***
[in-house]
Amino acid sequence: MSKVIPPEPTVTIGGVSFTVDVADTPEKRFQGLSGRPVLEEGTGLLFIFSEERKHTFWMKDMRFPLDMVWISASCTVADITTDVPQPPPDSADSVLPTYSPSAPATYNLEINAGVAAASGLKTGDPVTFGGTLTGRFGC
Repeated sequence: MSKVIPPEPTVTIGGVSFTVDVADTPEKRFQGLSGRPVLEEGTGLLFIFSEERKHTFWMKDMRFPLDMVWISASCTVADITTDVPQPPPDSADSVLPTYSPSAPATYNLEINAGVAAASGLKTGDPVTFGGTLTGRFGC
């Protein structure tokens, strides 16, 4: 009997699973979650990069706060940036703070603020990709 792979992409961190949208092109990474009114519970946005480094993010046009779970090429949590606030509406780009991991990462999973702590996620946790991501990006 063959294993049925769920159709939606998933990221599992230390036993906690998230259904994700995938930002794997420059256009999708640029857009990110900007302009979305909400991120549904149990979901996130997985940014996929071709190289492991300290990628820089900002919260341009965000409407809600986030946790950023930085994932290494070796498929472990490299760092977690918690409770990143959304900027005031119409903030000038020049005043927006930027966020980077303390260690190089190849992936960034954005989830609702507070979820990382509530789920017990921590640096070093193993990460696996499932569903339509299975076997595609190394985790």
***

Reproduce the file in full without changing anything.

[in-house]
Amino acid sequence: MSKVIPPEPTVTIGGVSFTVDVADTPEKRFQGLSGRPVLEEGTGLLFIFSEERKHTFWMKDMRFPLDMVWISASCTVADITTDVPQPPPDSADSVLPTYSPSAPATYNLEINAGVAAASGLKTGDPVTFGGTLTGRFGC
Repeated sequence: MSKVIPPEPTVTIGGVSFTVDVADTPEKRFQGLSGRPVLEEGTGLLFIFSEERKHTFWMKDMRFPLDMVWISASCTVADITTDVPQPPPDSADSVLPTYSPSAPATYNLEINAGVAAASGLKTGDPVTFGGTLTGRFGC
């Protein structure tokens, strides 16, 4: 009997699973979650990069706060940036703070603020990709 792979992409961190949208092109990474009114519970946005480094993010046009779970090429949590606030509406780009991991990462999973702590996620946790991501990006 063959294993049925769920159709939606998933990221599992230390036993906690998230259904994700995938930002794997420059256009999708640029857009990110900007302009979305909400991120549904149990979901996130997985940014996929071709190289492991300290990628820089900002919260341009965000409407809600986030946790950023930085994932290494070796498929472990490299760092977690918690409770990143959304900027005031119409903030000038020049005043927006930027966020980077303390260690190089190849992936960034954005989830609702507070979820990382509530789920017990921590640096070093193993990460696996499932569903339509299975076997595609190394985790």